This is a short overview how the linux kernel deal with sata drives and how performance can be increased

All new disk controllers can be run in either ATA or AHCI mode. AHCI-Mode is often called RAID-mode in the appropriate section of the computers BIOS. Using a 2.6.26 kernel (debians default one in lenny) and the disk-controller in ATA-mode will force the kernel to use the old ata_piix module/driver to access the harddrives. As this is an old way to access the harddrives for the sake of compatibility – the throughput is not very impressive. In my case on a HP DL320 G6, the read/write performance is between 20-30mb/sec on a raid5.

The AHCI-mode (Advanced Hardware Control Interface) is a general way to use newwer chipsets through the same driver. A big advantage by using AHCI is to be able to use NCQ on disks as well as hotplugging drives on supported chipsets. In my case, after switching to AHCI-mode in bios, the write/read performance was pushed to 50-60mb/sec on my raid5 set.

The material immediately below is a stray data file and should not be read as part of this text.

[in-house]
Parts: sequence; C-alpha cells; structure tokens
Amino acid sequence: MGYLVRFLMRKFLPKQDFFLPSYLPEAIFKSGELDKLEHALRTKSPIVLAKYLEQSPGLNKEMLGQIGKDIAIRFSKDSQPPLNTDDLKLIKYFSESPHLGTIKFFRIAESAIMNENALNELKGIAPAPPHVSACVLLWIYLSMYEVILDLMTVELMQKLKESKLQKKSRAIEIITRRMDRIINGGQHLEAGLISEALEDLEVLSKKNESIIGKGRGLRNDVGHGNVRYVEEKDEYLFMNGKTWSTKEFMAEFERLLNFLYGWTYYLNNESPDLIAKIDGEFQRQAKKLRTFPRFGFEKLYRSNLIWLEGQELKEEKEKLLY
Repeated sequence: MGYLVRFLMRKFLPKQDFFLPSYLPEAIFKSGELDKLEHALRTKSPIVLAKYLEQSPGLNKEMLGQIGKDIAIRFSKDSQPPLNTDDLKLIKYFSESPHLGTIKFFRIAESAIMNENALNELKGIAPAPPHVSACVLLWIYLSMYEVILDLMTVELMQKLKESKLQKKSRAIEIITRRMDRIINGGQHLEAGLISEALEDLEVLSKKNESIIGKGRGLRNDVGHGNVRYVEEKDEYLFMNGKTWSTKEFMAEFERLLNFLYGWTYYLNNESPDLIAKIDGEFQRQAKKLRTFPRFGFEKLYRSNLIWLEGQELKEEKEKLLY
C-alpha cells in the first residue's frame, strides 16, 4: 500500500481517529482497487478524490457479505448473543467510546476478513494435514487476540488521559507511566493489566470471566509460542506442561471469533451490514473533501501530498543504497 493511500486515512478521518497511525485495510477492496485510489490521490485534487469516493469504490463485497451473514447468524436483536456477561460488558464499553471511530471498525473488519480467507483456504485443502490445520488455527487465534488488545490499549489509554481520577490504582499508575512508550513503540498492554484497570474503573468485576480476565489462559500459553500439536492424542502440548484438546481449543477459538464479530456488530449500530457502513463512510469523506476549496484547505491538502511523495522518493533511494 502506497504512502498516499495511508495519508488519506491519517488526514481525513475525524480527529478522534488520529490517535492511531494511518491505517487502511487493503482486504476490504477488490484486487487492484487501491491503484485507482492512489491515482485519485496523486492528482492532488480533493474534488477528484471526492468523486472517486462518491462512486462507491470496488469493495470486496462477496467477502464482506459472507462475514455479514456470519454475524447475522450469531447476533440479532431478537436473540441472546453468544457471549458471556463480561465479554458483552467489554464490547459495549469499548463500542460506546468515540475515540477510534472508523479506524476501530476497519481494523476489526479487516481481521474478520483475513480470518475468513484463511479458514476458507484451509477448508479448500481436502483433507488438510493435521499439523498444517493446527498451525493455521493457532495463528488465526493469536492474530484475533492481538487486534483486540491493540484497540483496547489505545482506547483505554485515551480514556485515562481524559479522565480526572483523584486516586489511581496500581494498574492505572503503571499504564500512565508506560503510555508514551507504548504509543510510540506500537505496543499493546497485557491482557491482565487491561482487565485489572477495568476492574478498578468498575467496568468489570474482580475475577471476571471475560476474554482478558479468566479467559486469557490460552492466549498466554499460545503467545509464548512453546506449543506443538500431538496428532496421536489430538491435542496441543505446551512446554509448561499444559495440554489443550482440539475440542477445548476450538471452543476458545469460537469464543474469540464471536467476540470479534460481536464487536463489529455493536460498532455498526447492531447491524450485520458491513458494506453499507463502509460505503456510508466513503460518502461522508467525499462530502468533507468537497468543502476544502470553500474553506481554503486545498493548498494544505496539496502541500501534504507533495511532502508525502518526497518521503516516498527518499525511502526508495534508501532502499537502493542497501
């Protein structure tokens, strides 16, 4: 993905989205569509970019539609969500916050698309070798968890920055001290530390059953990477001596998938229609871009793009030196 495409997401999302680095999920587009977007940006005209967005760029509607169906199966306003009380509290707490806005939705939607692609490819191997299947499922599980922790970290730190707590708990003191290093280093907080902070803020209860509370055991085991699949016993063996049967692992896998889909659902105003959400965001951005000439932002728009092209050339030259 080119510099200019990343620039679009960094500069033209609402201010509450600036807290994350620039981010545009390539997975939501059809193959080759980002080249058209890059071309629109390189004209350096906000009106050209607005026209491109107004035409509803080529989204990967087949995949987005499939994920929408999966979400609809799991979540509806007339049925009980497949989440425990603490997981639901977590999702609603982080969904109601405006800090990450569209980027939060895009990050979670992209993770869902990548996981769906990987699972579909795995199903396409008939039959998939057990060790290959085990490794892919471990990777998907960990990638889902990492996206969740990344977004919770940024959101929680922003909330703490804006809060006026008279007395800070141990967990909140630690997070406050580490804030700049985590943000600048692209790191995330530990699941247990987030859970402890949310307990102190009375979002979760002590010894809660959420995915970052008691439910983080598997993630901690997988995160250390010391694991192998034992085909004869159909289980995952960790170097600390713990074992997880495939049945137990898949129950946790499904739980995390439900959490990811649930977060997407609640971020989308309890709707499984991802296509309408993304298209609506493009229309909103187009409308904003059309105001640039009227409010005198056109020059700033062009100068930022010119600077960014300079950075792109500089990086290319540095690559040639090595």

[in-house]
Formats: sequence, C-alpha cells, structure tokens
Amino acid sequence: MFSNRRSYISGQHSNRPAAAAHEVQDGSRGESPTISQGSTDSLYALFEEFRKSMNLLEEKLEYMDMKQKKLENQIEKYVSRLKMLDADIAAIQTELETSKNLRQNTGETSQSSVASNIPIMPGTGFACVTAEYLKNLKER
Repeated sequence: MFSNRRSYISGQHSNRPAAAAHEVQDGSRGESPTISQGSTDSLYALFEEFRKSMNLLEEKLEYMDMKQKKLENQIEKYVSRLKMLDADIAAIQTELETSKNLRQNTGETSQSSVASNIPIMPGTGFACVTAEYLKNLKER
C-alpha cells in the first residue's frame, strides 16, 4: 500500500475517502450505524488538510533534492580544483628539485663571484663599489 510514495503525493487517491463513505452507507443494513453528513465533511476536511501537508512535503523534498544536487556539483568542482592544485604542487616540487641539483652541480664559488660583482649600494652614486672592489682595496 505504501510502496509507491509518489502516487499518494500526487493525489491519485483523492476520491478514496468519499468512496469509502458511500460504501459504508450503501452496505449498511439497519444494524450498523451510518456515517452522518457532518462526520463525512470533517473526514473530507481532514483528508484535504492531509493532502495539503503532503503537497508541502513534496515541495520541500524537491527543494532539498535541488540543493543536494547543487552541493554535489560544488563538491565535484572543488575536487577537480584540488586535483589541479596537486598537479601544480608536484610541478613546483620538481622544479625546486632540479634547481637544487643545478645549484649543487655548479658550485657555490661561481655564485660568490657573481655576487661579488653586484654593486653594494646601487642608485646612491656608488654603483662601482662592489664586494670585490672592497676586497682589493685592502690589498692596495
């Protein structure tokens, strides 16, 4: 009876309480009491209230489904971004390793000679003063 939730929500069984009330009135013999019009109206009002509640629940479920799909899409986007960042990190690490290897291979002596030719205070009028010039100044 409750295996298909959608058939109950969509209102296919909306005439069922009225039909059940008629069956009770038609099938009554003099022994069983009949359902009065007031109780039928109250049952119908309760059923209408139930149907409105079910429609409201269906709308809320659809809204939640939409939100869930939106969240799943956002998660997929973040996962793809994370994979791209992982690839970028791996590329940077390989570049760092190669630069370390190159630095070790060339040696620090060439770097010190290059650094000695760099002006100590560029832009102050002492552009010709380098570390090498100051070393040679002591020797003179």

backup:~# dmesg | grep ahci
[ 2.366458] ahci 0000:00:1f.2: version 3.0
[ 3.374702] ahci 0000:00:1f.2: AHCI 0001.0200 32 slots 4 ports 1.5 Gbps
0xf impl RAID mode [ 3.374706] ahci 0000:00:1f.2: flags: 64bit ncq sntf ilck stag pm led
clo pmp pio slum part [ 3.378007] scsi0 : ahci
[ 3.378007] scsi1 : ahci
[ 3.378007] scsi2 : ahci
[ 3.378007] scsi3 : ahci

Categories: BlogHardwareLinux